I moved to Boston 19 years ago and having visited Boston’s Museum of Fine Arts many times since then, I can say with confidence that the opening of its Art of the Americas wing has brought a palpable burst of energy to this institution. I always enjoyed visiting the museum, but I’ve found it especially invigorating and lively since this new addition. The light-filled atrium, known as the Shapiro Family Courtyard, is home to the casual New American Café, and also serves as a pass-through to the new exhibit spaces. It is a welcoming and expansive space that seems to beckon conversation and activity — never before have I heard so much chatter and excitement in the MFA Boston than when passing through this space.
The MFA Boston’s exhibit of Dale Chihuly glass creations last year in the new wing also breathed new interest into the museum. Photography was welcomed in the Chihuly exhibit, and imagery and word of the magical beauty of this light-infused display spread quickly. A favorite of the exhibit, placed not in the exhibit itself but in the new atrium, was Chihuly’s 42-foot tall green glass tree. In the fall of 2011, the museum announced that it had succeeded in its public appeal to raise enough money to obtain the much-adored tree as a permanent installation.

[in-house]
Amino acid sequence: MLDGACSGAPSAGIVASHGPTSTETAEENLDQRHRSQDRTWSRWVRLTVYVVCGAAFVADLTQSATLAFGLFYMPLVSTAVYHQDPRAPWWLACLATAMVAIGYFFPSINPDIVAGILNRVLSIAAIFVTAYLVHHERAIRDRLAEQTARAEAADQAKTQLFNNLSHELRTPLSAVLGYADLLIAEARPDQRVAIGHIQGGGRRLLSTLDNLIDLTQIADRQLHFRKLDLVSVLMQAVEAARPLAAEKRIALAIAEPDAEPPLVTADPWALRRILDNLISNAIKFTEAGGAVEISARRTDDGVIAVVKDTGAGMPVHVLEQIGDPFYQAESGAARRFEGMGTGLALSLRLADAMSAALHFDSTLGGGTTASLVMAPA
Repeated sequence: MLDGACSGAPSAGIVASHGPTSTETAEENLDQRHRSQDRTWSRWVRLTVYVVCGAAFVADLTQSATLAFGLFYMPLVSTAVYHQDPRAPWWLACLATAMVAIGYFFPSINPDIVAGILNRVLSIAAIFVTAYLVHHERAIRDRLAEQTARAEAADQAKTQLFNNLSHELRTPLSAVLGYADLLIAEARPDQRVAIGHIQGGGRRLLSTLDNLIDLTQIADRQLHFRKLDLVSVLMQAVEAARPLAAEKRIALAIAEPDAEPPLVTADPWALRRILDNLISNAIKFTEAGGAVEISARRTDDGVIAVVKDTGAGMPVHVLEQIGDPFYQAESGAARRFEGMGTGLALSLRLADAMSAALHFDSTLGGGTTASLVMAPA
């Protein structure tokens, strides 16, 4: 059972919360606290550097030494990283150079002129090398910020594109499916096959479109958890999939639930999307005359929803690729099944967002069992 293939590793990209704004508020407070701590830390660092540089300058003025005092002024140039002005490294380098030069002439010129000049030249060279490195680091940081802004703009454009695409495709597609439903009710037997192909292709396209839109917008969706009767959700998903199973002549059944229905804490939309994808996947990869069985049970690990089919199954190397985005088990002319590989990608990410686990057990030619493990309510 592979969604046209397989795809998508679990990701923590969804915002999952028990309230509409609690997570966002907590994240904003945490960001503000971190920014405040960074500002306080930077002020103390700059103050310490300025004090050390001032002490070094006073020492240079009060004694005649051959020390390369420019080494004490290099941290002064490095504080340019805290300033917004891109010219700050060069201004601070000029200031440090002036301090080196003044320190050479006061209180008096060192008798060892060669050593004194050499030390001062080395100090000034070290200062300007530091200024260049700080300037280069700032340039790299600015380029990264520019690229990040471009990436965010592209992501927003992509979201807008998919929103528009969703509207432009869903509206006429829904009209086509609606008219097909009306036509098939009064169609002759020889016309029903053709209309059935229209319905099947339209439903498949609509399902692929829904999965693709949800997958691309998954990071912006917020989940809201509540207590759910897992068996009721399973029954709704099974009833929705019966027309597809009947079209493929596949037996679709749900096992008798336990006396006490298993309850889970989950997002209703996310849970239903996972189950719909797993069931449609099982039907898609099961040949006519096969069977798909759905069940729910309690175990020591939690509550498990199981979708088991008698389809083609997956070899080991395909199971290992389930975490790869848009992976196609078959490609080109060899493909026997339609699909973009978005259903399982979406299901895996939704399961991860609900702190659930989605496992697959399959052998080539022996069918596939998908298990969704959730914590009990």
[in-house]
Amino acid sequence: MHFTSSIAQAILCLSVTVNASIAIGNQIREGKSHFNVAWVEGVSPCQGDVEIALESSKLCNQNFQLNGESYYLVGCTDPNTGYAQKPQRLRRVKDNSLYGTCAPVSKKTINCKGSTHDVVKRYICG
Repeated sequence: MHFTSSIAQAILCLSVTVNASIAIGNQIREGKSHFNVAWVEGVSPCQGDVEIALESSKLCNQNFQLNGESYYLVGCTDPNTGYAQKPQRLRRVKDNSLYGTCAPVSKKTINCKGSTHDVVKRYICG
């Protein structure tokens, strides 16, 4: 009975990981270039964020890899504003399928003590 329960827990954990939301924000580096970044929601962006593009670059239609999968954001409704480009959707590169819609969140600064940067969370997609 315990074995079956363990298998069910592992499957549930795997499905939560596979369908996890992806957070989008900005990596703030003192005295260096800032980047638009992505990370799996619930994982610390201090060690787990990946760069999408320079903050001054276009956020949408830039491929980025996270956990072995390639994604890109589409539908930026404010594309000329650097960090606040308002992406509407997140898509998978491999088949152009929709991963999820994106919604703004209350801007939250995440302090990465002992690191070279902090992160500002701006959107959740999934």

One of the museum’s recent acquisitions is that of Juno, the largest classical sculpture in the United States. Weighing 13, 000 pounds and standing 13 feet tall, and dating back to 17th century Rome, it was acquired in the 19th century by a wealthy Bostonian and brought to rest in a Brookline estate. In 2011, the MFA Boston acquired the sculpture. To see Juno’s careful journey from the Brookline estate to the MFA Boston, watch “Juno on the Move,” a 3-minute video.
Juno is currently undergoing a publicly viewed conservation with the intention to eventually move her into a future gallery.
If you haven’t been to the MFA Boston lately, I urge you to visit! For current and upcoming exhibits, visit the MFA Boston website.